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Preface: The references below span wide levels of technical depth. Some are written for the general public while others are for specialists.  

The numeric values of parameters cited on the UFT-Machine’s pages, and the tolerances of those values, are derived from references below and other scientific papers, books and web articles authored by physicists and cosmologists. The Machine showcases six constants on the main tuning page. 


Luke A. Barnes, The Fine-Tuning of Nature’s Laws, The New Atlantis Journal of Technology and Society, Number 47, Fall 2015
    A good summary article on the principles of fine-tuning.

John D. Barrow and Frank J. Tipler, The Anthropic Cosmological Principle, 1986
  A broad-ranging coverage of physics and cosmology and their relationship to the existence of intelligent observers and the fundamental structure of the Universe.

Sir Martin Rees, Just Six Numbers: The Deep Forces That Shape the Universe, 2001
  The genesis of the universe elegantly explained based on just six numbers by a celebrated astrophysicist. Very readable.

Brandon Carter, Professor, University of Cambridge, Large number coincidences and the anthropic principle in cosmology, 1974
    Carter is one of the first to invoke the anthropic principle.

Luke A. Barnes, Astrophysicist, The Fine-Tuning of the Universe for Intelligent Life, 2012 
    A review of the scientific literature, outlining cases of fine-tuning in the classic works of Carter, Carr and Rees, and Barrow and Tipler, as well as more recent works. This is a deep article full of insights on the marvels of fine-tuning.

Ulf-G Meißner, Professor, Anthropic considerations in nuclear physics  
    The article discusses certain fine-tunings in nuclear physics that are needed for the formation of life-relevant elements in the Big Bang and in stars.

Victor J. Stenger, Professor, The Fallacy of Fine-Tuning: Why the Universe Is Not Designed for Us, 2011
    Counter arguments against the phenomenon of fine-tuning are outlined. See Quotes and its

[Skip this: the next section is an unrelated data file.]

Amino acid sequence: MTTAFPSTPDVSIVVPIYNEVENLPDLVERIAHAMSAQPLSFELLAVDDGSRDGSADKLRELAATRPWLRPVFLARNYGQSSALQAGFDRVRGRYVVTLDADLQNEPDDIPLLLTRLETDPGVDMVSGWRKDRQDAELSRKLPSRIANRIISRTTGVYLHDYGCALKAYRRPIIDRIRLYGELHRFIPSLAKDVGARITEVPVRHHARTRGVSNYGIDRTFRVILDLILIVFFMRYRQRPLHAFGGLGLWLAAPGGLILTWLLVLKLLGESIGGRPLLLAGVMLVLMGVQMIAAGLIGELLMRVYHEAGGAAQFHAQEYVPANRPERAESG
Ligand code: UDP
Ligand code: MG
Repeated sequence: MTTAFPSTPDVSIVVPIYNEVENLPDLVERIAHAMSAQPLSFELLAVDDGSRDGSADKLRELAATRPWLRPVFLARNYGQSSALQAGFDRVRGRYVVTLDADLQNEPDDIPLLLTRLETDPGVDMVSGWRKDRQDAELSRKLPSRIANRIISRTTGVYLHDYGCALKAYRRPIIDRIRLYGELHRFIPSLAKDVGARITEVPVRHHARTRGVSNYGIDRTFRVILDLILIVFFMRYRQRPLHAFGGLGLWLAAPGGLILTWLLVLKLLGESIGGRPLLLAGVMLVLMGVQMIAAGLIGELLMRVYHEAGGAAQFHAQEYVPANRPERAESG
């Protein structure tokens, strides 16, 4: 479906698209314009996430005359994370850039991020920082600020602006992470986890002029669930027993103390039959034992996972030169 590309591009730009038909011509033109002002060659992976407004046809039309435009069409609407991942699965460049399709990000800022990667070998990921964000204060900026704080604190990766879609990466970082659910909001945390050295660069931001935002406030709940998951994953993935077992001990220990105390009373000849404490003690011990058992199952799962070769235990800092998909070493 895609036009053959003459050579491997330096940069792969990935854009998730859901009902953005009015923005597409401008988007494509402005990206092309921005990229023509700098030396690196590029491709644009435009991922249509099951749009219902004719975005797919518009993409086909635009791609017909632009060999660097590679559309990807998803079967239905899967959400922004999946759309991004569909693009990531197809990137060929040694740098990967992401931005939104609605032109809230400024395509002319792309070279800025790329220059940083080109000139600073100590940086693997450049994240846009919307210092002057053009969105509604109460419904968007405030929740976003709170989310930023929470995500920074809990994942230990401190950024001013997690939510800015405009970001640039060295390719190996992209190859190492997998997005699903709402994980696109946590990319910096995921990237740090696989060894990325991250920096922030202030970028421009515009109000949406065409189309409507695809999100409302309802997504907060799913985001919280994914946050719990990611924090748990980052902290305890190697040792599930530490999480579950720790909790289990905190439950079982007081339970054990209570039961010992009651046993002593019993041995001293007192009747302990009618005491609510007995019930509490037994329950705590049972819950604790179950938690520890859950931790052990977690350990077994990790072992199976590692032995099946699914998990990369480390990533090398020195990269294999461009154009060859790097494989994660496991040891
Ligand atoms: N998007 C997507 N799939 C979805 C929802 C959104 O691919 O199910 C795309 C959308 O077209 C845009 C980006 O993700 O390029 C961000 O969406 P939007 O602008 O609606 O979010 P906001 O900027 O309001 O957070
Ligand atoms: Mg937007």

Geraint F. Lewis, Luke A. Barnes, A Fortunate Universe: Life in a Finely Tuned Cosmos, 2016
    A discussion, defense and critique of the various arguments around what fine-tuning might mean for the search for the ultimate laws of nature. Coupled with the book is a short video overview on the wonders of fine-tuning.

Max Tegmark, Professor MIT, Our Mathematical Universe: My Quest for the Ultimate Nature of Reality, 2014
  Nobel-laureate physicist Eugene Wigner regarded the power of mathematics to explain the cosmos as a baffling mystery. Tegmark offers a resolution of that mystery, arguing that mathematics describes the universe so well because the universe ultimately “is mathematics.”


Adam Becker, What Is Real?: The Unfinished Quest for the Meaning of Quantum Physics, 2018
    An overview of the debates surrounding the interpretation of quantum mechanics.


Stephen Hawking, A Brief History of Time, 1988
    Hawking writes in non-technical terms about the structure, origin, and development of the universe.


Paul C. W. Davies, Professor, The Accidental Universe, 1982
    A guide through the mysterious coincidences underlying the structure and properties of the universe we inhabit.


Brian Greene, Professor, Why is our universe fine-tuned for life? TED Talk, 2012
    Why does our universe appear so exquisitely tuned to create the conditions necessary for life?


Bernard L. Cohen, Understanding the Fine Tuning in Our Universe, The Physics Teacher 46, 285, 2008
    Discussion on the critical processes of hydrogen burning and helium burning


Tamara Davis, Brendan Griffen, Cosmological Constant,
    The cosmological constant was originally introduced by Einstein in 1917 as a repulsive force required to keep the Universe in static equilibrium. It requires extreme fine-tuning for our universe to exist as it does.

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